But with the new device, the researchers expect to be able to deliver more electricity than the Z machine can, increasing the temperature in a fuel pellet and causing more fusion to occur–potentially producing an explosion with significantly more energy than it takes to start the reaction. The device could also make it possible to ignite a fuel pellet every 10 seconds, providing a continuous supply of heat to make steam and drive a generator.
To create this amount of fusion, the researchers will need to build many of these devices, linking them together to form modules, several of which would themselves be arranged around a central point, where the fuel pellet could be dropped and ignited. Such a system would deliver in an extremely short burst far more power than is created by all the power plants in the United States.
Still, don’t expect the Sandia technology to head to commercialization anytime soon. Even if money were no object, it could take 30 years to build a system, says Keith Matzen, director of pulsed power projects at Sandia.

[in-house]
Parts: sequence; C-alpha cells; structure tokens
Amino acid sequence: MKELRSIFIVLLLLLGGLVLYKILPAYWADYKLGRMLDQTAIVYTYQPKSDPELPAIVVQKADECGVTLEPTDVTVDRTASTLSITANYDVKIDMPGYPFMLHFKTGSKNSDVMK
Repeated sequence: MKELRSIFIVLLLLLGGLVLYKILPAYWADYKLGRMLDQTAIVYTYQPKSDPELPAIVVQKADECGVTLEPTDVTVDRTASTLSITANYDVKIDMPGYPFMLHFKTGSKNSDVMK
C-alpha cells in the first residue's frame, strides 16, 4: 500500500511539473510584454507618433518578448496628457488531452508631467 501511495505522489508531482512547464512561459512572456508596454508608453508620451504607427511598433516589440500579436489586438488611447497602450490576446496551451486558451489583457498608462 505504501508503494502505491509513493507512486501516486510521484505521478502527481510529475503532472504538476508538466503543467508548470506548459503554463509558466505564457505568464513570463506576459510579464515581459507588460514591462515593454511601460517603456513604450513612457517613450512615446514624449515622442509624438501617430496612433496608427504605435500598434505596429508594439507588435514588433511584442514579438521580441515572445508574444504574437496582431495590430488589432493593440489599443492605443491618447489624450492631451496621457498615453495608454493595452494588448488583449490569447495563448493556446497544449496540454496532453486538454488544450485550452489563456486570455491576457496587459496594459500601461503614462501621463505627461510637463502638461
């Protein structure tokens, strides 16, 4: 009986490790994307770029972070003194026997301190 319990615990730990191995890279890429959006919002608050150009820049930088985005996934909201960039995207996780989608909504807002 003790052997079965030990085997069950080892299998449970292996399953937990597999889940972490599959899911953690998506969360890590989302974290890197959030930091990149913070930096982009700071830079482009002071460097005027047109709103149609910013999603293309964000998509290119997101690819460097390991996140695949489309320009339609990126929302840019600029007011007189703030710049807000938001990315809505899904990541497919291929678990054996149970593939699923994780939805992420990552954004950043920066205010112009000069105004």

Others think the engineering challenges involved in harnessing rapid series of large explosions are likely to prove just too difficult. With the new device, says Ian Hutchinson, professor of nuclear science and engineering at MIT, the Sandia and Tomsk researchers have scaled a 500-foot hill. The work they’ve yet to do is the equivalent of a 25,000-foot mountain. Several other researchers concur, noting that the Sandia researchers must also demonstrate that the system can produce the levels of fusion that their models predict.
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